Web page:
(back) Subject: Re: linguistic soup From: <quilisma@socal.rr.com> Date: Thu, 25 May 2000 12:24:00 -0700   Perhaps Aeolian had it right all along (grin):   Organ Tone 8' Loud String 8' Soft String 8' Loud Flute 8' Soft Flute 8' Vibrato Organ Tone 8' (yes, it really WAS a Diapson celeste) Vibrato String 8' Vibrato Flute 8' High Flute 4' Trumpet Oboe   Deep Flute 16' Deep String 16' Deep Soft Flute 16'   On a more (semi) serious note: unlike the guardians of the pure French = language (grin), I accept the cognates that have entered English common usage ... = but I don't consider myself a linguisting Luddite for wanting organs in English-speaking countries to have English stop-names (grin).   On the other hand, "French pancakes" and "meat pie" will do just fine = (grin).   Cheers,   Bud   P.S. - I once had to WRITE my requests in French at Durand in Paris = because my accent wasn't "Parisian" enough. I love their organs, but ... they're = QUITE mad (grin).     Erik Johnson wrote:   > Greetings All, > Since a certain persons minor was in English I hence forth suggest that > 'they' search for a name for the most common organ stop. However - you = can't > use Diapason (greek), or Prinzipal (German), or Montre (French), = Principale > (Italian), Principal (English/ latin roots). So dear fellow - just what = word > Do you tend yo use for the most basic organ tone? > Perhaps a spriteful suggestion: > You could call the 32' pitch the "Foundation" 16' would be "Basement" 8' > would be "Living Area" 4' would be "Bed Room Space" and 2' would be "The > Attic" and mixture work would be "Aerial Antenae'" LOL > > Perhaps while we are at it, we can make EVERTHING Americanized - No more > Lasagna or Crepes! > > All the Best, > The Maitre > > >My minor was English ... words have MEANING (or at least they're = SUPPOSED > >to) ... my point is simply this: French organs have French stop-names, > >WHATEVER sound they're connected to (German prinzipal, French montre, > >Italian principale, etc.); German organs have German stop-names, etc. = ... > >it seems that it's only in English-speaking countries that we have = French > >Swells, American Classic Greats, German Positives, and Heinz 57 Pedals. > > > >I agree that an argument can be made that a Montre SOUNDS different = from a > >Prinzipal, and therefore should be so labeled. Fine ... in FRANCE. On = the > >other hand, "Double Flute" conveys the same meaning to me as > >"Doppelfloete" ... and there's nothing wrong with calling a stop = "French > >Diapason" or "German Diapason" ... hundreds of American organs of the = '20s > >had an "English Diapason" on the Choir organ (a libelous appellation, > ________________________________________________________________________ > Get Your Private, Free E-mail from MSN Hotmail at http://www.hotmail.com > > "Pipe Up and Be Heard!" > PipeChat: A discussion List for pipe/digital organs & related topics > HOMEPAGE : http://www.pipechat.org > List: mailto:pipechat@pipechat.org > Administration: mailto:admin@pipechat.org > Subscribe/Unsubscribe: mailto:requests@pipechat.org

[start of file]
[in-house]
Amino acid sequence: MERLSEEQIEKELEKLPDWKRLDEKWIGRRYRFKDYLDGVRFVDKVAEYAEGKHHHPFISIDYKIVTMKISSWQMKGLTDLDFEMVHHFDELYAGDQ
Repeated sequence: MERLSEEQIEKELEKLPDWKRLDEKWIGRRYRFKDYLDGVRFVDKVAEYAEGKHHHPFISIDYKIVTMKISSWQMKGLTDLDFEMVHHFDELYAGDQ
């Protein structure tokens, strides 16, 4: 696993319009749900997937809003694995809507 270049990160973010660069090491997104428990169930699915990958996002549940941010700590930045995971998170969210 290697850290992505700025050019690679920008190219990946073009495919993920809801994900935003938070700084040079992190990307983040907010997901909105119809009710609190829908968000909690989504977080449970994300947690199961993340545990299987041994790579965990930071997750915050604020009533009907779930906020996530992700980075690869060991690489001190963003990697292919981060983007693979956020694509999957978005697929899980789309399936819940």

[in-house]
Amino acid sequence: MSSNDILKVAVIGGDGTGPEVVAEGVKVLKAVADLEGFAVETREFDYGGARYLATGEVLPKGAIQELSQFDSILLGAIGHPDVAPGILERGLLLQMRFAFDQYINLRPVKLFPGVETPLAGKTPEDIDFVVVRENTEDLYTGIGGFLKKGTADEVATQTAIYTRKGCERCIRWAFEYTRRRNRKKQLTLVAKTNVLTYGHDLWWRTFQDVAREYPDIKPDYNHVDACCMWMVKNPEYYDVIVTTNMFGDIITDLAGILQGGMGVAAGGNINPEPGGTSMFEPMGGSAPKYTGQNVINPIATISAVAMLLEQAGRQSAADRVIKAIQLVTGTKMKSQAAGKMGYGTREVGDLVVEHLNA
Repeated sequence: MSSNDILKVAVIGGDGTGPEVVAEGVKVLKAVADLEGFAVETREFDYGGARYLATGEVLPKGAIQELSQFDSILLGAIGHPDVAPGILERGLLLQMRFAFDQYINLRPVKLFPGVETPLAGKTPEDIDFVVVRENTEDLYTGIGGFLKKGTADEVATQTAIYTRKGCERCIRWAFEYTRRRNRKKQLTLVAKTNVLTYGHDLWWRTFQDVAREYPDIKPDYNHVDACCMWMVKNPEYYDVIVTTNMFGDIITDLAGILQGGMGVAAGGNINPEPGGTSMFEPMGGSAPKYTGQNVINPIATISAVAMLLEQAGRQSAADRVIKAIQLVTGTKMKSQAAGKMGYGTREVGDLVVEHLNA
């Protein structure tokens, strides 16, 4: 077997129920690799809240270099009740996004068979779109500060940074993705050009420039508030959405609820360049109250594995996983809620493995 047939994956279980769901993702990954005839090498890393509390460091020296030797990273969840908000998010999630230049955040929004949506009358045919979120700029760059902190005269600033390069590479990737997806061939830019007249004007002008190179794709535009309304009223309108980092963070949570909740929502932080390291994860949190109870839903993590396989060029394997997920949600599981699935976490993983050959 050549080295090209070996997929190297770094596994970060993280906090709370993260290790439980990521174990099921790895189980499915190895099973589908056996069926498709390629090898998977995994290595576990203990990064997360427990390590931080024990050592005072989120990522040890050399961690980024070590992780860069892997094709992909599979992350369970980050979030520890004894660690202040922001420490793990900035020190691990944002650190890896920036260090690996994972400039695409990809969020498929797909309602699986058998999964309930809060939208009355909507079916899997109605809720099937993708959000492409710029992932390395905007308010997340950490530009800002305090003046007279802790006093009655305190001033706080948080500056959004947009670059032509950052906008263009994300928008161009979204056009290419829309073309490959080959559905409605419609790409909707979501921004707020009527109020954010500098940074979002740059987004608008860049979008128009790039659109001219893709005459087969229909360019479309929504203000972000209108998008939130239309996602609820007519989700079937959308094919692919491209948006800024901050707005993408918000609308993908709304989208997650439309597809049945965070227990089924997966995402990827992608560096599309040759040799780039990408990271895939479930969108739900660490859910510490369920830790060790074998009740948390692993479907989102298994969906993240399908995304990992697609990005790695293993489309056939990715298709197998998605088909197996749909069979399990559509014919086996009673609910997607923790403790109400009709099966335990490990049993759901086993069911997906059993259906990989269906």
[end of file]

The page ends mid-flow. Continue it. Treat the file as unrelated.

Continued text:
(back) Subject: Re: Organ Terms (of Endearment) From: <quilisma@socal.rr.com> Date: Thu, 25 May 2000 12:48:07 -0700       "Paul R. Swank" wrote:   > (snip) > > The Skinner Organ Company organ Opus 500 & 500A, which I used to play > regularly, was described as a duplexed organ. It has the same ranks on > both the swell and the great manuals. In fact, Skinner did not call the > manuals swell and great in the specifications, but listed them as Manual = I > and Manual II. However, the 16 foot and 4 foot couplers are marked = great > and swell. Was this just a merchandising technique to make it seem that > the organ was larger than it really was? Of course, there is = flexibility > in being able to play any rank from either manual, but was that the only > reason?   I don't know the particular Skinner you're speaking of, but Florida State University used to have a couple of similar Skinner duplexed organs ... I = think they were originally home organs; they had players. They were quite = compact ... perhaps space (and cost) for a home organ was a consideration.   > This all leads me to my question: > > Can we discuss, rant, rave, opine, delineate, disagree, propound, and = come > to a concensus on what the following terms mean? > > 1. straight organ   An organ having at least the principal choruses built with 61 pipes per = manual rank, whatever for the mixtures, and 32 pipes for the pedal ranks (give or take, depending on compasses). I would still call an organ with duplexed = or unified softer, non-essential ranks "straight", as long as the choruses = were intact. Purists would disagree (grin). The Fisk tracker in Caruth = Auditorium at SMU has a heavily-borrowed pedal ... does that make it a duplexed or unit organ?   > 2. unit organ   An organ where all or most of the pitches of each family of tone are drawn = from a single rank. I'd say it's a "unit" organ if the majority of ranks are so treated ... Moller Artistes, Kilgen whatever-they-called-them, small Wicks stock models.   > 3. unified organ   Same as "straight" organ, above ... I think it depends on how much is = unified, and what. We can speak of an organ as being "highly unified" and it can = still have independent principal choruses, for instance. I wouldn't dismiss an = organ simply because the Swell 16' Bassoon was an extension of the Swell 8' = Oboe, for instance ... that's a venial sin at most (grin). Yes, yes, I know ... = they're supposed to be of different scale and volume ... maybe I don't HAVE an = extra $20K for an independent 16' Bassoon.   > 4. duplexed organ   All or at least some of the stops are available on more than one manual.   > 5. borrowed ranks.   Most often from the manual to the pedal, to save space and money. Many = organs in the '20s borrowed (duplexed) most of the Great to the Choir to make a = third manual. Think the two terms are more-or-less interchangeable ... maybe "borrowed" applied to manual-to-pedal borrowings, and "duplexed" to manual-to-manual borrowings.   > > > Eagerly awaiting the "answers" (and please don't tell me to look them = up; I > have, and the definitions are various.) > > Paul R. Swank   Here's another one: is an organ with one or more digital voices still a = pipe organ? A minority of digital voices? A MAJORITY of digital voices? A = recent symposium held that even the bottom 12 electronic notes of a 32' bourdon = make a pipe organ NOT a pipe organ. Comments? (grin)   Cheers,   Bud   > >